Your LGBT History Month reading list

Some recommended books for LGBT History Month

James Gregory-Monk, Deputy-Chair of our LGBT+ Staff network, has compiled a reading list. So, if you’re looking for a new book this month, why not pick something from the list below?

This Queer Angel by Elaine Chambers
Spectacles by Sue Perkins
Cheer Up Love by Susan Calman
The Madonna of Bolton by Matt Cain
Straight Jacket by Matthew Todd
Call Me by Your Name by Andre Aciman
How to Survive a Plague by David France
Undivided by Vicky Beeching
You Will Be Safe Here by Damian Barr
Trans Britain by Christine Burns
The Gender Games by Juno Dawson


To celebrate LGBT History Month, we’ve also been asking colleagues to get in touch with their reading recommendations. Here are some of your suggestions and reviews:

Dr Michael Bonshor, Department of Music, has compiled a list of trans-related literature and film

Below is a list of some of the must-reads (including seminal works as well as more recent publications) for anyone interested in this area. My list also includes some literature with intersex and gender-fluid protagonists:

Sacred Country by Rose Tremain (female to male transition)
Michael ne Laura by Liz Hodgkinson (female to male transition)
Trumpet by Jackie Kay (female to male transition)
Conundrum by Jan Morris (male to female transition)
The Danish Girl by David Ebershof (male to female transition)
The Trauma Cleaner by Sarah Krasnostein (male to female transition)
Middlesex by Jeffrey Eugenides (intersex experience)
Fanny and Stella by Neil McKenna (gender fluidity)
Tales of the City series by Armistead Maupin (trans, bi, and gay protagonists)

If anyone is interested in films on trans lives, I would start by recommending:

Second Serve (biopic of Renee Richards, starring Vanessa Redgrave)

The Danish Girl (good adaptation of the book)


Sam Carnall recommends three books by Becky Albertalli

Three books I would recommend are Simon vs the Homosapiens Agenda, Leah on the Offbeat and What if it's Us. They could easily be dismissed as too teen-ish but I have read them all in my early 20s and really enjoyed them. I would also recommend anything generally by Becky Albertalli.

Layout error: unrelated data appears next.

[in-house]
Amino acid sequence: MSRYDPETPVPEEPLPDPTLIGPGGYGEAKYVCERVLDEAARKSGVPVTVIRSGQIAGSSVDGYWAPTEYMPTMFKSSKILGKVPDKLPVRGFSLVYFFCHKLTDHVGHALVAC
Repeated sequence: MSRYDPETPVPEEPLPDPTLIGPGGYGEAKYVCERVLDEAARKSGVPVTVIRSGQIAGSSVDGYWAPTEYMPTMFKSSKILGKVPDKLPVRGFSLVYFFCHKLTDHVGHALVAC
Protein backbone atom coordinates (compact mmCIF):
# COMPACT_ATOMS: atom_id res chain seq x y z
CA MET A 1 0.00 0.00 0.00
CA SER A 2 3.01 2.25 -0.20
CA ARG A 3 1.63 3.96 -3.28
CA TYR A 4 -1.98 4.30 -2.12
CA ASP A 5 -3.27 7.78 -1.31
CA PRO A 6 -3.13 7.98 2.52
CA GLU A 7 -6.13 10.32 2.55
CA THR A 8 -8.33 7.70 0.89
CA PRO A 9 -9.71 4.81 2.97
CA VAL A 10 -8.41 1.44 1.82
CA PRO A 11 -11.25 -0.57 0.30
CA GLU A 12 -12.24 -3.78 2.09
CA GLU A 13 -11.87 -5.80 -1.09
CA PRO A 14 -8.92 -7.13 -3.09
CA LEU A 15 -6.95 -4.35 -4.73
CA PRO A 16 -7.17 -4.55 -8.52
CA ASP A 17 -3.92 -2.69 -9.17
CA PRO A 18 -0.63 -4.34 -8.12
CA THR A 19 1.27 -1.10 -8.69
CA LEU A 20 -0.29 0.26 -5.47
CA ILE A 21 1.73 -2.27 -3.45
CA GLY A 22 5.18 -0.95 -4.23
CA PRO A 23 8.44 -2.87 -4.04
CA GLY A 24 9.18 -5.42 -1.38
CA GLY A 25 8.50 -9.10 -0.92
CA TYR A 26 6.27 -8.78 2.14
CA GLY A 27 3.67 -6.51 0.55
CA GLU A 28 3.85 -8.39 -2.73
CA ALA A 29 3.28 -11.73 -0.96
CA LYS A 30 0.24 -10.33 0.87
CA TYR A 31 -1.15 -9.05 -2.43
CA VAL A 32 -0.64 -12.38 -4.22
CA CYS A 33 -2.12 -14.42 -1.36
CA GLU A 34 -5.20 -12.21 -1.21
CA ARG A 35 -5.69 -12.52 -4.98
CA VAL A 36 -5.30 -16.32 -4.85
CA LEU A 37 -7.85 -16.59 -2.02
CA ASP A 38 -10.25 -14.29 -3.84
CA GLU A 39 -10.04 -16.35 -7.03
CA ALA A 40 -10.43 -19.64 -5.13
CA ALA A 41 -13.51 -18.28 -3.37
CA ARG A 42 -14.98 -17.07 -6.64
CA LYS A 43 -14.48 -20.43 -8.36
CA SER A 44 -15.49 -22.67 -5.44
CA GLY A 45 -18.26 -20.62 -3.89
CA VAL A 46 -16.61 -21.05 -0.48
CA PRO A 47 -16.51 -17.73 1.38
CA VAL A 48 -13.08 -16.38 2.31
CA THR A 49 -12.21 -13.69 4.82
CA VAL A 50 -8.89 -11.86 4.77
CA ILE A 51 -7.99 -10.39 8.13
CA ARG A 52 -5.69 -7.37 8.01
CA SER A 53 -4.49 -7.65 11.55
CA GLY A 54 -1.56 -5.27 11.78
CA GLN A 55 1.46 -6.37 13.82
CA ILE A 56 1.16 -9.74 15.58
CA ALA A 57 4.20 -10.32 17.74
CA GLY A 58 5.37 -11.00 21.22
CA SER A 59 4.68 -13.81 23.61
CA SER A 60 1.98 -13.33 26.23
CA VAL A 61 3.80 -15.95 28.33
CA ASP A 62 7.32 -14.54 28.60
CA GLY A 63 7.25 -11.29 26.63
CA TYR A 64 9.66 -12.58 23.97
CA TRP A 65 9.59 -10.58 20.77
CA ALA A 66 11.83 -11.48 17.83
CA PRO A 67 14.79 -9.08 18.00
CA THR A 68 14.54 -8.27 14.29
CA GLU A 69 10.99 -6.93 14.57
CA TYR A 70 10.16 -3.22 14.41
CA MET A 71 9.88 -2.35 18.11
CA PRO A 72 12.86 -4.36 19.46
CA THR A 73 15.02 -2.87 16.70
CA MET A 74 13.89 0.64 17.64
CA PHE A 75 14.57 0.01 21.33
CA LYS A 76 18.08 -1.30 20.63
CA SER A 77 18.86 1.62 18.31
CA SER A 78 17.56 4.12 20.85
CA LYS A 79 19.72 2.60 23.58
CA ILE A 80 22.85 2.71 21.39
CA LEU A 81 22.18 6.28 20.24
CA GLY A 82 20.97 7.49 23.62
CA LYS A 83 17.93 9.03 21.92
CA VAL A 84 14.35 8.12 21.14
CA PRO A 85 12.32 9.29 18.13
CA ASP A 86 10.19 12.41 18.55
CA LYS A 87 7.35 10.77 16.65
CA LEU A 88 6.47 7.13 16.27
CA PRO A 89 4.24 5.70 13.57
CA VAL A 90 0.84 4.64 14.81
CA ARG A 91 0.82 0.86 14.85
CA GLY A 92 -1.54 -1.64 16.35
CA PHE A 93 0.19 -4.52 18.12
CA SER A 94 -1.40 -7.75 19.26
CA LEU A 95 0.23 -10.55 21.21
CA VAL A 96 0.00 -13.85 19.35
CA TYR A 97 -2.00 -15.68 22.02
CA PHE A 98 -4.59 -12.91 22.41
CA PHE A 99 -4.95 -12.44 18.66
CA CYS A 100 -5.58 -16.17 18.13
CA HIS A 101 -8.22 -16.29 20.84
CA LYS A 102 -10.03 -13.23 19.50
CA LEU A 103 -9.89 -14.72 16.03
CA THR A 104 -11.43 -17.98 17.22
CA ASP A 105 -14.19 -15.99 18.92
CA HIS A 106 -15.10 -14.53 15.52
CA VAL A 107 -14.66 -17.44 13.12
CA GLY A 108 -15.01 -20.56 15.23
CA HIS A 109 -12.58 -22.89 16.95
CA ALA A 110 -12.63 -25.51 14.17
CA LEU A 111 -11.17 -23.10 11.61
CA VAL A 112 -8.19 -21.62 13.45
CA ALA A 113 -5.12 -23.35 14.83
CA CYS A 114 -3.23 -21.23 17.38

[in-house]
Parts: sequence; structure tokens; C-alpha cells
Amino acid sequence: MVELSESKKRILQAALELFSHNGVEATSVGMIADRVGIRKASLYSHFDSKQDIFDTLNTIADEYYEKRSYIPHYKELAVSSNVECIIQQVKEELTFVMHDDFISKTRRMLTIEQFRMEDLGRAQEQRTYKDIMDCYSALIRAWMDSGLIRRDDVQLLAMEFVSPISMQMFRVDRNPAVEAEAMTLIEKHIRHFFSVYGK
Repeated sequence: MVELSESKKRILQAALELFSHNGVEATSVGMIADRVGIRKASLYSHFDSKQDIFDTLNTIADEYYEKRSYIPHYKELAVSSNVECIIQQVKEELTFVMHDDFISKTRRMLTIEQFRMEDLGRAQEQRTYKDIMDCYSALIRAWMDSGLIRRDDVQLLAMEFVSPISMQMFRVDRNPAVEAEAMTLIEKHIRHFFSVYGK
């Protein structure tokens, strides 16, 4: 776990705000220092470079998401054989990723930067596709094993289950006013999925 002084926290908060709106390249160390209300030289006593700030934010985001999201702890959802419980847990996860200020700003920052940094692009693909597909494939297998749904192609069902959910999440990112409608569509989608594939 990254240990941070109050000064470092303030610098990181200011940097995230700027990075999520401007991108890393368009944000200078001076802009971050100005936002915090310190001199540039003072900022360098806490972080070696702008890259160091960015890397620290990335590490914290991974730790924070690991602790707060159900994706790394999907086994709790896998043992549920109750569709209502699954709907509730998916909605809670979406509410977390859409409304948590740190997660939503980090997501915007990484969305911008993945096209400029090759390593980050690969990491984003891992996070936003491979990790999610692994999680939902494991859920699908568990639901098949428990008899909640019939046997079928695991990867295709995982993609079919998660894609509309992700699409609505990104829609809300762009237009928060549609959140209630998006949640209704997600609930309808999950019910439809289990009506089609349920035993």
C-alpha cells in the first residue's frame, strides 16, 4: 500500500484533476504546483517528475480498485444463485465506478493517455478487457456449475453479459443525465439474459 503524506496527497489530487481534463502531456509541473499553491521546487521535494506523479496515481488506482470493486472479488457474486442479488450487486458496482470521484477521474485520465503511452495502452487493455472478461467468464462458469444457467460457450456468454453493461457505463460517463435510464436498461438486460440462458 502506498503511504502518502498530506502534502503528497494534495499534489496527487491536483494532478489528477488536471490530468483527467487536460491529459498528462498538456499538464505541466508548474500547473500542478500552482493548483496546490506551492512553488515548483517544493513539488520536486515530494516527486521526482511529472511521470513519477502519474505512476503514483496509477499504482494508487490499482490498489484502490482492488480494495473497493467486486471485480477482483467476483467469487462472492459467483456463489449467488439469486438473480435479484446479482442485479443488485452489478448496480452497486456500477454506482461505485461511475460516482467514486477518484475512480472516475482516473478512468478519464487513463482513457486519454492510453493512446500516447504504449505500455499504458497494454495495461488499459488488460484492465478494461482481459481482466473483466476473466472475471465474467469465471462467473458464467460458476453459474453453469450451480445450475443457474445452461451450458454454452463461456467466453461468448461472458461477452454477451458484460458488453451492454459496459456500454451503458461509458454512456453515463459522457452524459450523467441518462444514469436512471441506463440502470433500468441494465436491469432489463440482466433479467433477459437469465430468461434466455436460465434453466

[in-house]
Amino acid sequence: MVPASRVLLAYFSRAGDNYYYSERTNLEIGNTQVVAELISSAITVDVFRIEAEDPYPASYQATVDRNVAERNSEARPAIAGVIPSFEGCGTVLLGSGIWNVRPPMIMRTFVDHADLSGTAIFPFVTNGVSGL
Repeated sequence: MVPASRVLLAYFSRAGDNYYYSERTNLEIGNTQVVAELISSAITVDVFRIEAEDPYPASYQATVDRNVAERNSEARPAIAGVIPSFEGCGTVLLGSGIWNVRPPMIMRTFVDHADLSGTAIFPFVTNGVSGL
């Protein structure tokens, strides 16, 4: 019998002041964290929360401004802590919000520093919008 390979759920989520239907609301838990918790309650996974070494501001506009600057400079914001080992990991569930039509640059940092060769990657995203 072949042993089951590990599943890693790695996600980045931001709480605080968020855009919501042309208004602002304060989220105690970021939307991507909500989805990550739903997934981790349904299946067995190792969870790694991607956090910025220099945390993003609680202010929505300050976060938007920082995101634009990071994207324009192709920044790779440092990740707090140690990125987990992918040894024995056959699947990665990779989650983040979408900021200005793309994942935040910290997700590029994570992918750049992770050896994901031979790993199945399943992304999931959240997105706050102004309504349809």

Regarding Leah on the Offbeat, I believe that it first and foremost tackles an issue which is not prevalent enough in society - women’s sexuality. It is what stood out to me about this read that separates it from its counterparts. Dealing with LGBT+ matters in fiction is fantastic in itself, but we seem to be slipping into a habit of covering 90% gay men’s issues and barely a fraction of popular culture encompasses the experiences of the rest of the spectrum.

It covers this spectrum exceedingly well because the plot is extremely easy to follow for anyone, no matter how they identify. Friend drama is extremely safe ground for the basis of a book, as it has undoubtedly aided countless amounts of books in their quest for sales, and this is a key aspect of Leah on the Offbeat. Following on from Love, Simon, in which she is a key part of Simon’s big secret, Leah finds that her own position within the group is not so sure either and commences a big journey of self-discovery. Deep down, we all love a bit of gossip and what better way to explore new horizons of LGBT+ issues whilst doing so?

In summary, I would recommend this book as it tackles so-far relatively unchartered horizons in modern popular literature and does so in a way that is not taxing, nor revolutionary, making it an educational joy to read for the audience. For LGBT+ History Month, give it a try.


Pete Green, Department of Journalism Studies, has compiled a list of poetry recommendations for this month's theme of poetry, prose and plays

Mary Jean Chan, Flèche (Faber, 2019)

This stunning debut collection – my favourite book of last year – mulls the complexities of the poet's identity and circumstances as a queer woman of Hong Kong Chinese heritage living in the UK. Its measured tone and super-precise diction and imagery give Flèche incredible emotional power. Read it. Then read it again and talk about it with me.

Ian Humphreys, Zebra (Nine Arches, 2019)

Humphreys' wonderful collection has been feted as an elegy for the gay club scenes of the 1980s and the beautiful lost boys who inhabited them. It also nails the homophobia that persists in today's cultural mainstream, explores contrast and otherness more widely, and records the humble minutiae of urban and not-quite-urban dereliction. I love it.

Stephanie Burt, Advice From The Lights (Graywolf, 2017)

In the same year as she transitioned, influential critic and Harvard professor Stephanie Burt published her fourth collection of poetry. Touching, playful and keenly observed, Advice from the Lights is notable for episodes from the poet's imagined girlhood and cultural references that range from Callimachus to Taylor Swift.

Let us know your recommendations

What would you like to add to this list? Email us at internalcommunications@sheffield.ac.uk